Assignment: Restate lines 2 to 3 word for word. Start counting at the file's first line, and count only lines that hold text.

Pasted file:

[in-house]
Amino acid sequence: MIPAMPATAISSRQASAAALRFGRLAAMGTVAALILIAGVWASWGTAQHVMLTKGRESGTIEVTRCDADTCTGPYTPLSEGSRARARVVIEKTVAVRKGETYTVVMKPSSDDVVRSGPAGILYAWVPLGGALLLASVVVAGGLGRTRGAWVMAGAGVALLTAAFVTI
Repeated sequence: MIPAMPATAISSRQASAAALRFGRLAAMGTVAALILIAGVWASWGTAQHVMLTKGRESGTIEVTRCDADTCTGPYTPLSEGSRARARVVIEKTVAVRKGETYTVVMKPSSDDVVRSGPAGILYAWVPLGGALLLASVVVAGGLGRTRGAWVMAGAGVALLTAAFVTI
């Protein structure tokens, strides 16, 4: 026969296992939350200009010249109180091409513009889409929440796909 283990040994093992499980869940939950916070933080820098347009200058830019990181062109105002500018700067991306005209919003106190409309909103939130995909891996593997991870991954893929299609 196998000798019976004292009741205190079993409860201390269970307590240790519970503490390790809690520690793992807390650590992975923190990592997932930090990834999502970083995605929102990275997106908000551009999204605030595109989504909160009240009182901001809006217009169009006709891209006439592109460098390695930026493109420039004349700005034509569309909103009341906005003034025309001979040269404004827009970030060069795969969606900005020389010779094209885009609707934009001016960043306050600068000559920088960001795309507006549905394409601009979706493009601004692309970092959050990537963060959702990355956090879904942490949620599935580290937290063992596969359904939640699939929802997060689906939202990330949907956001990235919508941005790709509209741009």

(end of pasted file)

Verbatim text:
Amino acid sequence: MIPAMPATAISSRQASAAALRFGRLAAMGTVAALILIAGVWASWGTAQHVMLTKGRESGTIEVTRCDADTCTGPYTPLSEGSRARARVVIEKTVAVRKGETYTVVMKPSSDDVVRSGPAGILYAWVPLGGALLLASVVVAGGLGRTRGAWVMAGAGVALLTAAFVTI
Repeated sequence: MIPAMPATAISSRQASAAALRFGRLAAMGTVAALILIAGVWASWGTAQHVMLTKGRESGTIEVTRCDADTCTGPYTPLSEGSRARARVVIEKTVAVRKGETYTVVMKPSSDDVVRSGPAGILYAWVPLGGALLLASVVVAGGLGRTRGAWVMAGAGVALLTAAFVTI